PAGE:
I used to do extensive research in color theory and how it pertained to human vision. There are some rare genetic aberrations that give some people much more limited sensitivity to light, usually the loss of function in one type of cone (this usually leads to one of the various forms of color blindness). A very small percentage of women seem to have an extra cone color, called the orange cone with an 'orange yellow-orange' color, within the 2° foveal spot. It isn't well understood how this extra cone works with the normal process of vision, although it seems to be sensitive to a narrower band than standard red cones. Some scientists suspect it is simply a differently or malformed red cone, and is therefor treated as a red cone by the brain. Being sensitive to light wavelengths closer to green than standard red cones and not sensitive to blue light at all, it may not significantly change the range of wavelengths these women are sensitive to, if it changes the range at all. I don't know of any human who has even more than the most minimal sensitivity to frequencies around 380nm, although I've read some obscure things about other rare diseases that might enhance sensitivity to blue and purple hues. Some humans are rarely sensitive down to 780nm, however sensitivity levels are extremely low (notice the right-hand shoulder of the green sensitivity curve below, how it tapers off very slowly to the end of the graph...something like that, only with the red sensitivity curve.)
Human vision is a tristimulus, we see three primary bands of light...the reds, the greens, and the blues, however our red cones are also visible to some blue as well (which is what gives us the ability to see magenta.) The spectral response of the cones in the vast majority of human eyes is as follows:
The blue curve produces a narrower peak, with little overlap with green and red sensitivity (although do note that red sensitivity reaches almost to 400nm). You can see how rapidly blue sensitivity falls off after ~420nm, down to nothing by 380nm. Even if that faloff curve was extended or even shifted to 370nm or 360nm, it is not going to greatly enhance our sensitivity to near-uv. Official range measurements for cone sensitivity in humans is as follows:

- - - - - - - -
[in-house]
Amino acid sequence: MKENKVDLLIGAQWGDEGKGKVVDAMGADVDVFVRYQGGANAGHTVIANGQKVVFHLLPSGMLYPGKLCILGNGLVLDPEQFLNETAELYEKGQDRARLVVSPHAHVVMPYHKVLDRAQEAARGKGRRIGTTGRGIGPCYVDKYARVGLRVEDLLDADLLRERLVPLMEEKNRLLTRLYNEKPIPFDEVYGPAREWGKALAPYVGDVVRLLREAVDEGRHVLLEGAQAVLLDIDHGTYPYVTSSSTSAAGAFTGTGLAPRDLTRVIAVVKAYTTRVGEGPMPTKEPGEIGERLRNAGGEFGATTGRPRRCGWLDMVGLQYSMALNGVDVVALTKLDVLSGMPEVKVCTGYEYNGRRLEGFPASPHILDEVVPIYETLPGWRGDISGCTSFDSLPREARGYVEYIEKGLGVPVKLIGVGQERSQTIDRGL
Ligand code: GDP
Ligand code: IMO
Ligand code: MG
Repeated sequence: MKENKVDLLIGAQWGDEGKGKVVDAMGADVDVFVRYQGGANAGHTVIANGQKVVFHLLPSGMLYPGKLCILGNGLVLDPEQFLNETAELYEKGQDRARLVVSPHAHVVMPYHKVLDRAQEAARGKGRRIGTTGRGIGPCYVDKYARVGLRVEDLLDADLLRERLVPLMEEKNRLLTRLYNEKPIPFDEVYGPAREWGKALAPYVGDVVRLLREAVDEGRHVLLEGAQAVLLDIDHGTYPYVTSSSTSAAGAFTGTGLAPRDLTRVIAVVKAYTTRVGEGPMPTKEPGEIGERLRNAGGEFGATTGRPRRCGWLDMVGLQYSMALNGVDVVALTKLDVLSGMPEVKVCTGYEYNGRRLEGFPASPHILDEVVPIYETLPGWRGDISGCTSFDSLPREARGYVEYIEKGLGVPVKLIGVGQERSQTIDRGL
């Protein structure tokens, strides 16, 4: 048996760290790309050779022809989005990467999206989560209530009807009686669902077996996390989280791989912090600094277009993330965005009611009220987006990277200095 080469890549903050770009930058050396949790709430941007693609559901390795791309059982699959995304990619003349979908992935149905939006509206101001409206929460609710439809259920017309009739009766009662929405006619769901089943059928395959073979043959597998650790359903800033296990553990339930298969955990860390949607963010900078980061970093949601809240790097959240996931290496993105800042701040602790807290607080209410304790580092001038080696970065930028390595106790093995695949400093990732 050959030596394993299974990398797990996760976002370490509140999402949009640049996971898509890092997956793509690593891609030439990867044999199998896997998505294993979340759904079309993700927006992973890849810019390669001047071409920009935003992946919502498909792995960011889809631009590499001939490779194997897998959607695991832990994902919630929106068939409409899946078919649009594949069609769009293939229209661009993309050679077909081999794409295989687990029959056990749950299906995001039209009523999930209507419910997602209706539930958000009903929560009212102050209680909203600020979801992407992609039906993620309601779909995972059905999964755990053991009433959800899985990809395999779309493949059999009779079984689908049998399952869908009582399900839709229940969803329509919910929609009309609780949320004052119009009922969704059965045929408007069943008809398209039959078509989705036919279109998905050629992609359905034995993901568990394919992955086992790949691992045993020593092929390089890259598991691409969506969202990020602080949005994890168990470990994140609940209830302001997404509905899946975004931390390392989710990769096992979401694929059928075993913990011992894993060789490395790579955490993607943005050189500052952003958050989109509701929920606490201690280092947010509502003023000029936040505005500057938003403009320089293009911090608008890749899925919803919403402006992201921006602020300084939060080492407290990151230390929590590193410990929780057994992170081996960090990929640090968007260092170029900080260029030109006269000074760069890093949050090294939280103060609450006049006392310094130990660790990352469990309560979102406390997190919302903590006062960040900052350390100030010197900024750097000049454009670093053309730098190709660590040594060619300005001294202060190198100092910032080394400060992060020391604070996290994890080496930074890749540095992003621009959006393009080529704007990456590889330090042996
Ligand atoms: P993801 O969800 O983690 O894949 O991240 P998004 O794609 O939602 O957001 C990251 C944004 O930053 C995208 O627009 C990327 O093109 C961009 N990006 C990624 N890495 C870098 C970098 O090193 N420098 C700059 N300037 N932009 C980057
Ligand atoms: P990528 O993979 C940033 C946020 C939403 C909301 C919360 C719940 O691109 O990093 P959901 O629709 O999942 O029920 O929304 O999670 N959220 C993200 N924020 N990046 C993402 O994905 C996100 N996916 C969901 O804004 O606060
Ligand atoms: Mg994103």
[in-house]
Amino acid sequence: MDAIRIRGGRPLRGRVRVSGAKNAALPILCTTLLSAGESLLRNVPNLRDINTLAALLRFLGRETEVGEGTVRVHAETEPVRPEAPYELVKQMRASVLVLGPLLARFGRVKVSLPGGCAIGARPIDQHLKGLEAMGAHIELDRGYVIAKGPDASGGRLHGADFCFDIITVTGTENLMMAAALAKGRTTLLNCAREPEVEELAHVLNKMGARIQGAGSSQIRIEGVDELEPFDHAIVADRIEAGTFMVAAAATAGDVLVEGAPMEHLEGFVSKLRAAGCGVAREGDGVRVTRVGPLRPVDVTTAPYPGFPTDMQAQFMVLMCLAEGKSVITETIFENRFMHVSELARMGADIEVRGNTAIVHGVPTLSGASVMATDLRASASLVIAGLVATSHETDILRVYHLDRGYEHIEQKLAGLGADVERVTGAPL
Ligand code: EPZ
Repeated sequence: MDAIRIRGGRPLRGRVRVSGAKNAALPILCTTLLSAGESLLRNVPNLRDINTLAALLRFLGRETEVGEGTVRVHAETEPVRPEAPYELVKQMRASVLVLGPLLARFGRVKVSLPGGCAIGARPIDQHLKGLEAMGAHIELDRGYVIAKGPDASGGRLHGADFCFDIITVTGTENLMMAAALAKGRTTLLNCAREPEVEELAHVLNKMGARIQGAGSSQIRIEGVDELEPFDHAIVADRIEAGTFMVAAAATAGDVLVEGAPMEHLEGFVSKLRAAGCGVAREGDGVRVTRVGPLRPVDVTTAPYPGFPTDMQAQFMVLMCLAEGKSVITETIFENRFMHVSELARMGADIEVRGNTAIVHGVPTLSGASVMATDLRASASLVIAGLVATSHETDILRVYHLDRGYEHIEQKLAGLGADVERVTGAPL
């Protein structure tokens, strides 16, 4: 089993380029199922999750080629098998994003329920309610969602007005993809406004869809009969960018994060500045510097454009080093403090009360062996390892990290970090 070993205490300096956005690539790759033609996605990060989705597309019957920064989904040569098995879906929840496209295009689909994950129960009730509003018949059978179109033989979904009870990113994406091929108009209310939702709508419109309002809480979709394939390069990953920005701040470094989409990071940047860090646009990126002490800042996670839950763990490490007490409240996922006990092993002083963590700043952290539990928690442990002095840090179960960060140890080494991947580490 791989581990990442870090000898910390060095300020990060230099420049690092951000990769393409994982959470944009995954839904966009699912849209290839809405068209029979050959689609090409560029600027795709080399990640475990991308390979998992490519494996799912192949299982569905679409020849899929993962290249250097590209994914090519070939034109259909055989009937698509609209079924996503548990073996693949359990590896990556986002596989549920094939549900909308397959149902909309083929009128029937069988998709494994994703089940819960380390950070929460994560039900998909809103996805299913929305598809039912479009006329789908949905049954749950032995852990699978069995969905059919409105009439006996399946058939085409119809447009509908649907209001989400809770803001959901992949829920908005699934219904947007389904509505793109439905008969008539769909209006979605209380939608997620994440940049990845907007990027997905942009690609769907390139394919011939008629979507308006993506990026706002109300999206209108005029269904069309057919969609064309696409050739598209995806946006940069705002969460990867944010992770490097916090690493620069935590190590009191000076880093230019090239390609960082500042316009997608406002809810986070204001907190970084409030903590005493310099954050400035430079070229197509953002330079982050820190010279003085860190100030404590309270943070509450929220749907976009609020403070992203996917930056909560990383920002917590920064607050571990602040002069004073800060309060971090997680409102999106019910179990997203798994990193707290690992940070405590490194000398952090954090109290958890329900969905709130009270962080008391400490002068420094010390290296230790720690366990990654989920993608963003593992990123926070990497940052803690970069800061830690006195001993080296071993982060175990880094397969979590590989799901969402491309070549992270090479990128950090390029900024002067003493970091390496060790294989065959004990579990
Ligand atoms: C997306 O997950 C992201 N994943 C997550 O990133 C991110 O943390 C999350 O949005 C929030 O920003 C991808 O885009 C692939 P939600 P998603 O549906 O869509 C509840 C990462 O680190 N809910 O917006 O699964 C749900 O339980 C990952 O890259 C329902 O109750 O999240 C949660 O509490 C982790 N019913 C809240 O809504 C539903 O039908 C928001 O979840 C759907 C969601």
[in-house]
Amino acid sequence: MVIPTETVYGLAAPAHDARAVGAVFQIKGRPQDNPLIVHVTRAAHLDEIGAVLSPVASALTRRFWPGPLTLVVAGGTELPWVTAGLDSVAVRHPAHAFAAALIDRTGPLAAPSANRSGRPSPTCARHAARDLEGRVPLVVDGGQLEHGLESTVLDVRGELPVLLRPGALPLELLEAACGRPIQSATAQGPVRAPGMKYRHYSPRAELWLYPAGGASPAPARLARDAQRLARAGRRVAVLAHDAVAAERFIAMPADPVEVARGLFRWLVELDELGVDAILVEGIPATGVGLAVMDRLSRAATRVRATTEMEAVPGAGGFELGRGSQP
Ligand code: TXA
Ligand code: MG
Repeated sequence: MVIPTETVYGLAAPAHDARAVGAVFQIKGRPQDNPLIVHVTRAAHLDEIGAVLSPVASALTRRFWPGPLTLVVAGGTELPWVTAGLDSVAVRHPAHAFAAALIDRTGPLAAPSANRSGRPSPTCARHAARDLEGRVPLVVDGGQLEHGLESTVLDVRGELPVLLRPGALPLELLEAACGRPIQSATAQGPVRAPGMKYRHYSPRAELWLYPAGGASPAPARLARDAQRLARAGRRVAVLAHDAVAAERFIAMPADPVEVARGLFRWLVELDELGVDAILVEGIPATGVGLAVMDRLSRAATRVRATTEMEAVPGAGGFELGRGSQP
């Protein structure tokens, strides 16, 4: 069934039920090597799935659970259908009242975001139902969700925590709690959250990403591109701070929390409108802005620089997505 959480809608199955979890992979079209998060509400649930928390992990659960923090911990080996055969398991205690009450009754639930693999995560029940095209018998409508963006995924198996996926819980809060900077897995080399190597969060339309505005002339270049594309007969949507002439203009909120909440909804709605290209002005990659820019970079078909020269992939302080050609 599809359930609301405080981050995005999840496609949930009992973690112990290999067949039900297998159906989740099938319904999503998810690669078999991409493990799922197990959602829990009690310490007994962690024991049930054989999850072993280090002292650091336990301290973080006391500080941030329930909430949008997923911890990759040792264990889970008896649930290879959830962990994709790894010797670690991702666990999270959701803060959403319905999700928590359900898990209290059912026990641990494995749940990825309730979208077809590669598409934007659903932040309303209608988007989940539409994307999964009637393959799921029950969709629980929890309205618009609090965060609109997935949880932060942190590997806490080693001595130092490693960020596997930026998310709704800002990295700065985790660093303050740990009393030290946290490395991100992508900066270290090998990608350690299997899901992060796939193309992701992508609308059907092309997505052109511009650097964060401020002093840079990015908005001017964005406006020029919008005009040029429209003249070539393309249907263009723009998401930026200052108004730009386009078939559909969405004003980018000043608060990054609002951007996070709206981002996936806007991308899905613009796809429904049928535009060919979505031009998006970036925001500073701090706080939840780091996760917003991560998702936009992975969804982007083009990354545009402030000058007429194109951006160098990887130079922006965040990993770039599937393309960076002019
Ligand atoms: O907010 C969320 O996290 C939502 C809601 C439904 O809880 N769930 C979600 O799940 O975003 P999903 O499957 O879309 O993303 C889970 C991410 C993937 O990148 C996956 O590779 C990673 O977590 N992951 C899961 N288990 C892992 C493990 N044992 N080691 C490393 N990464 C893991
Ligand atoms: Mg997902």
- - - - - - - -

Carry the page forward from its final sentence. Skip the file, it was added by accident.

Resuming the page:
The widest variations in human vision are primarily caused by defects in the way rods and cones form. This is primarily dominated by color blindness, which basically punches holes in the spectrum of visible light which color blind individuals can see. The various forms of color blindness each affect anywhere from 1% to 5% of the population, depending on the kind. An ultra-rare group of people on earth have monochromatic vision (lack of functioning cones entirely), therefor they see the world in black and white with only their rods. Another exceptionally rare forms of color blindness result in random interpretation of various wavelengths of light (knew someone like this when I was a kid...he would organize crayons into a "rainbow" according to how his brain interpreted each color...it looked completely random and without pattern or sequence to everyone else...weirdest vision impairment I've ever encountered in my life, and his impairment was around one in a billion, so exceptionally rare.)
In all honesty, outside of the orange cones in a very small percentage of women, I don't really know of any regular wild variations in cone type and spectral sensitivity, nor anyone who can really see UV light...even if they had a sensitivity to it, it would be so minimal that it wouldn't affect their vision much in a regular basis. They would probably only learn they had such a sensitivity in a carefully controlled scientific test space and shown deep violet and UV lights of varying frequencies. It certainly isn't common enough to be of concern in the context of photography. Extreme exposures to UV light can and will certainly damage your eyes, and indeed it can cause terrible ailments like cataracts...but that doesn't actually have anything to do with how sensitive our cones are to UV frequencies.
As for people seeing 1064nm lasers...you gotta provide some references to that one! I might be able to understand the use of such a laser to stun someone or temporarily blind them with a short pulse, however that is well
beyond the range of human eyesight. Well beyond. I highly doubt more than a handful of people on earth could see that, if even one person at all could see infrared energy if that frequency.